The side gig economy isn't for everyone.
If you’re a 20- or 30-something, you’re probably familiar with the “gig economy.” You may eschew the idea of a traditional office job. You may drive a Lyft and work as a barista to support your passion project.
Even if you don’t, chances are, you know someone who does: Three in 10 Americans qualify as gig-economy workers and earn an estimated $1 trillion per year from their efforts. This fluid movement between jobs and among employers seems to be the new standard for young adults in 2017.
However, the perception that all millennials prefer gig work over the traditional 9-to-5 job isn’t entirely correct: Research suggests that younger Americans are actually looking for more stable roles that offer mentorship, growth opportunities, and experiences that set them up for long-term success. From health insurance to happy hours, here are a few of the best benefits of a nine-to-five job.
Feel Secure in Your Finances
Unlike gigs and side hustles, a more traditional job offers consistent work with a consistent income. Sure, you can make a really good living as a freelancer, but a salaried position — or an hourly job with a full-time schedule — generally ensures steady compensation, which allows you to better plan, budget, and save for your financial goals.
This stability matters, especially to millennials who have room to improve when it comes to long-term planning and debt management. According to the Charles Schwab Modern Wealth Index, six in ten 20-somethings lack a monthly savings goal or a household budget, while fewer than one-third have an emergency fund that covers at least three months of living expenses. Sixty-seven percent don’t always make their student loan and mortgage payments on time, and 69 percent have credit card debt.
In addition to a formal compensation structure, many employers also offer retirement savings plans with matching contributions. These accounts are built with deposits taken directly from your paycheck, which means you won’t be tempted to spend that cash on other items. Even if your employer doesn’t offer a plan or match, you can still set aside a sum from each paycheck in an individual retirement account. Investing in these plans early and often allows compound interest to work in your favor.
Build Your Benefits
A huge perk of a traditional job is not having to DIY your benefits, says Brianna McGurran, a career and education expert at NerdWallet. Companies with dozens to thousands of employees are likely to offer a benefits package in addition to your salary and retirement plan, including medical and dental insurance, performance bonuses, paid time off, maternity leave, and extra perks like travel stipends and reimbursement for gym memberships.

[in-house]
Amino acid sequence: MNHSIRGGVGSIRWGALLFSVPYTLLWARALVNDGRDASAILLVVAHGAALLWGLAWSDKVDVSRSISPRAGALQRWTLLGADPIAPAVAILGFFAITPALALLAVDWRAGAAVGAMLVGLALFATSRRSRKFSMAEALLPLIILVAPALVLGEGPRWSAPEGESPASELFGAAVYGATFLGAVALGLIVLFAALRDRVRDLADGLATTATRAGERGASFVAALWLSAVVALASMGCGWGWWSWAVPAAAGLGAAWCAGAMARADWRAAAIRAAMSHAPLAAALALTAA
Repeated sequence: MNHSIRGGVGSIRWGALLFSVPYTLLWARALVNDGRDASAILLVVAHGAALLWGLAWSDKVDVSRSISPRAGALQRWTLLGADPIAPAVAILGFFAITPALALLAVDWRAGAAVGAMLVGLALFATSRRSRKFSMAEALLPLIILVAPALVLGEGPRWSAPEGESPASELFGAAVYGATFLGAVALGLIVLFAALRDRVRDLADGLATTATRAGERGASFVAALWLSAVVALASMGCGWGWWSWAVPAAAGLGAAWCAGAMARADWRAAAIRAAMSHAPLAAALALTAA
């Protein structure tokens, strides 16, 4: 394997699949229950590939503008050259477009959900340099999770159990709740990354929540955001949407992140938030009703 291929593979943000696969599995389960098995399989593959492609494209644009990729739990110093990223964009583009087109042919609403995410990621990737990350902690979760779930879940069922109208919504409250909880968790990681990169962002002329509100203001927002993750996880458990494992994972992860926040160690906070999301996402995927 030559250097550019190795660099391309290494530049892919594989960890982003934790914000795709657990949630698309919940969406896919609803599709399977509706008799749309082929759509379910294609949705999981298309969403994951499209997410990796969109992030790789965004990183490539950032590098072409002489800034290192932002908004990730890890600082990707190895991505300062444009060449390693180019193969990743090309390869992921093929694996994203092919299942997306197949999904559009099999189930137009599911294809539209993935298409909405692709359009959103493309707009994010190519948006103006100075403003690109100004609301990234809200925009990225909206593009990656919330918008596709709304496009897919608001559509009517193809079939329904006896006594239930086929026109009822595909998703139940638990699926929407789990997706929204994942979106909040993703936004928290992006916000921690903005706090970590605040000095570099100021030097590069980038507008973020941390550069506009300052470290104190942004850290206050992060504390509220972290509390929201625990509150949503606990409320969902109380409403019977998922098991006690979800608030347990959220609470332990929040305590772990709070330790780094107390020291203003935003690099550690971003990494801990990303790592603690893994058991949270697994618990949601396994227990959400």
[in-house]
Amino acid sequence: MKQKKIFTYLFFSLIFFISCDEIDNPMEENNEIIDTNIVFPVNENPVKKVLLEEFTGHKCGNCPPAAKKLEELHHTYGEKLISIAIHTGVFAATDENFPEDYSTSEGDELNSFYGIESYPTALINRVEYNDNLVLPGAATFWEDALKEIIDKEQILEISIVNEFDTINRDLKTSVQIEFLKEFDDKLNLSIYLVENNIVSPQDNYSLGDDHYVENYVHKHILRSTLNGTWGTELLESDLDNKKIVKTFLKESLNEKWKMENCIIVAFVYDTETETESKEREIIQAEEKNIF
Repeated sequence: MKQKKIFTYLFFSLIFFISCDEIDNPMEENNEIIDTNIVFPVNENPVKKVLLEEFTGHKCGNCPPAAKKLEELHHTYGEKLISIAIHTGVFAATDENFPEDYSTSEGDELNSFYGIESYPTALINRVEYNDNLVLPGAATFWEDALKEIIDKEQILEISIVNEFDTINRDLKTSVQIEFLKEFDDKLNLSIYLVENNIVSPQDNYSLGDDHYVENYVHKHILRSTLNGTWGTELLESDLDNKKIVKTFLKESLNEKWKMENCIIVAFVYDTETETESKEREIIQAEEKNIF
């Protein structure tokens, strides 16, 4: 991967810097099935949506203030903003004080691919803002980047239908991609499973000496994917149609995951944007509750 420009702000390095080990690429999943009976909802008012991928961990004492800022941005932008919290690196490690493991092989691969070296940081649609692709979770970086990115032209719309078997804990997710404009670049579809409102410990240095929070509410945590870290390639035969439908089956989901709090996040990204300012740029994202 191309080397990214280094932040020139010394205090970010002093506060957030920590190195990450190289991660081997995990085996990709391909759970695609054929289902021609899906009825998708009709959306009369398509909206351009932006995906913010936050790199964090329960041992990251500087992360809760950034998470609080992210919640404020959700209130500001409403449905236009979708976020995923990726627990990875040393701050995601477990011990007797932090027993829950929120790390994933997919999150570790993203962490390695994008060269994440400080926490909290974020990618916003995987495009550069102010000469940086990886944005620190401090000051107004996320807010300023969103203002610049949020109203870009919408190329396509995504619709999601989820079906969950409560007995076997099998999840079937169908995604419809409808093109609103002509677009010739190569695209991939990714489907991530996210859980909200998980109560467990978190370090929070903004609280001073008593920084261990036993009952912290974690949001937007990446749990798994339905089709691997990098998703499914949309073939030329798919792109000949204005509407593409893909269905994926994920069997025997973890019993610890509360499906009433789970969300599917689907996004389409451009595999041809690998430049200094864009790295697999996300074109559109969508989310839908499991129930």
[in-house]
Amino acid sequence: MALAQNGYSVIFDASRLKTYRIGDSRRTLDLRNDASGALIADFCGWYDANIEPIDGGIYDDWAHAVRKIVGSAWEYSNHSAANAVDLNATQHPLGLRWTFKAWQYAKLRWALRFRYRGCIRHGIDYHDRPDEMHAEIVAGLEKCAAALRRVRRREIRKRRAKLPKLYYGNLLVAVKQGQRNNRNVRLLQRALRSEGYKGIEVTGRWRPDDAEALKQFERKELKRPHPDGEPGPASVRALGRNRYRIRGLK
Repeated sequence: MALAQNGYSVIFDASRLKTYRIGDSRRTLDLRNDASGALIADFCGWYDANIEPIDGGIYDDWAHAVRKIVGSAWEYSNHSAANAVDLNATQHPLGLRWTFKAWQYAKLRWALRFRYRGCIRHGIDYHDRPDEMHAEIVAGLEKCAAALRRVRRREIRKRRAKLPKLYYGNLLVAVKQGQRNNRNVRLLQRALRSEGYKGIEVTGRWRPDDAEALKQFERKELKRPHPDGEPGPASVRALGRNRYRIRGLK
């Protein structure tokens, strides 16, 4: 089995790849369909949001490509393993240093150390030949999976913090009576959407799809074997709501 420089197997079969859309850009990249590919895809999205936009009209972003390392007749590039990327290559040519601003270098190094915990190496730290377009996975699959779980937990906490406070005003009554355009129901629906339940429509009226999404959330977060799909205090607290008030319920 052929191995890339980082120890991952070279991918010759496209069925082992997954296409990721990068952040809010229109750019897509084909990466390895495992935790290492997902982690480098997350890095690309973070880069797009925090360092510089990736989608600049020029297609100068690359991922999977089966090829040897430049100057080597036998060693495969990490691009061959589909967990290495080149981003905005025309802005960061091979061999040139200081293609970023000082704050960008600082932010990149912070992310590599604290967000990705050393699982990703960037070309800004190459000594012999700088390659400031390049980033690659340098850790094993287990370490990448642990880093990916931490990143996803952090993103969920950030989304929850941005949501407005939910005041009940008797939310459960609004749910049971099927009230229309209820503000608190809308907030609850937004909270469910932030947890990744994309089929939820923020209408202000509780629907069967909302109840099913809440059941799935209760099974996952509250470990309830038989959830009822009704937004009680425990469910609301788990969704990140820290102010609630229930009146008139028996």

Depending on your employee status, your employer will also manage your tax withholding over the course of the year, so you aren’t hit with a huge bill in April.
Set Clear Boundaries
By definition, a nine-to-five job has set hours for work. Though employees are expected to be flexible, there are relatively clear boundaries between professional and personal lives.
“In an entrepreneurial, startup, or [an] otherwise nontraditional environment, it’s more likely for work to creep into your personal life,” says Casey Bond, managing editor of StudentLoanHero.com. “By sticking with a nine-to-five, your hours are clearly set and you can turn your brain off work mode once the day is over. That leaves room to focus on family, hobbies, or even a successful side hustle.”
Build Your Skill Set
Shea Drake, a Verizon business analyst by day and freelance photographer at night, notes that a nine-to-five job can help you build skills that will foster your entrepreneurial side.
Being accountable to a manager and a team requires time management, organization, and interpersonal skills, and more experienced coworkers make great mentors. Many companies also offer stipends for continuing education and professional development courses, which can often be too expensive to pay for out of pocket.
Working from home in your PJs may sound like the dream, but the reality is that freelance and remote positions can be isolating. An office environment offers an opportunity to socialize with coworkers who share your interests and perhaps even builds a community of friends outside of work. It also encourages collaboration and communication with different personalities — a skill that will come in handy if you ever manage your own employees.
Valerie Streif, a senior career advisor at The Mentat, adds that not everyone is cut out to be a self-made entrepreneur — and that’s OK.
It’s easy to get caught up in the hype of being a “hustler,” she says, but some people are better suited to the structure of a more traditional work environment. If that’s you — or if you just need a break from your hustle — don’t be afraid to seek out a nine-to-five job. It may even end up building the very skills you need to become a successful entrepreneur down the road.